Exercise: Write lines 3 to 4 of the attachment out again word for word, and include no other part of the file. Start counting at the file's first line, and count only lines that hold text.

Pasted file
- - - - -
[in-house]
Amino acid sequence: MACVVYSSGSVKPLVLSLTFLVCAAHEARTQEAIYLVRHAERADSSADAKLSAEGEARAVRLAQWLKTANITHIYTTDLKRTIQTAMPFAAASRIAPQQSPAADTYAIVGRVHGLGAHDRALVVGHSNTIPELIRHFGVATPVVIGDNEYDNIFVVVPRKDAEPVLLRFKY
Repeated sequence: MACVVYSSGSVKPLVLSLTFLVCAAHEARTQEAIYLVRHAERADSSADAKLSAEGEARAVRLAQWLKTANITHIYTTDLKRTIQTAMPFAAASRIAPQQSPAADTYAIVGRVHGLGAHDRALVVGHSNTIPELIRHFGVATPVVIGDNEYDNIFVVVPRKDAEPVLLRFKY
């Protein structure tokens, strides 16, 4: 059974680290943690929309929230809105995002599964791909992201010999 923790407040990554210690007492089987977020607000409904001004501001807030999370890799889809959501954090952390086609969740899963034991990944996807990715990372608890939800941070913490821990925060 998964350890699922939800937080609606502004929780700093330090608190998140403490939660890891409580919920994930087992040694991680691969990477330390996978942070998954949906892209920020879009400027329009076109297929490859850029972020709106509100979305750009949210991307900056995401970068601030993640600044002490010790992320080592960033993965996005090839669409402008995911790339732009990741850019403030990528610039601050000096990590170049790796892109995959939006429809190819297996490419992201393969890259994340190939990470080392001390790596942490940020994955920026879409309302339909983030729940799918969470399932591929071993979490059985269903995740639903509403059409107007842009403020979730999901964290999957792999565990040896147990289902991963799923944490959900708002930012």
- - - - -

Repeated sequence: MACVVYSSGSVKPLVLSLTFLVCAAHEARTQEAIYLVRHAERADSSADAKLSAEGEARAVRLAQWLKTANITHIYTTDLKRTIQTAMPFAAASRIAPQQSPAADTYAIVGRVHGLGAHDRALVVGHSNTIPELIRHFGVATPVVIGDNEYDNIFVVVPRKDAEPVLLRFKY
């Protein structure tokens, strides 16, 4: 059974680290943690929309929230809105995002599964791909992201010999 923790407040990554210690007492089987977020607000409904001004501001807030999370890799889809959501954090952390086609969740899963034991990944996807990715990372608890939800941070913490821990925060 998964350890699922939800937080609606502004929780700093330090608190998140403490939660890891409580919920994930087992040694991680691969990477330390996978942070998954949906892209920020879009400027329009076109297929490859850029972020709106509100979305750009949210991307900056995401970068601030993640600044002490010790992320080592960033993965996005090839669409402008995911790339732009990741850019403030990528610039601050000096990590170049790796892109995959939006429809190819297996490419992201393969890259994340190939990470080392001390790596942490940020994955920026879409309302339909983030729940799918969470399932591929071993979490059985269903995740639903509403059409107007842009403020979730999901964290999957792999565990040896147990289902991963799923944490959900708002930012």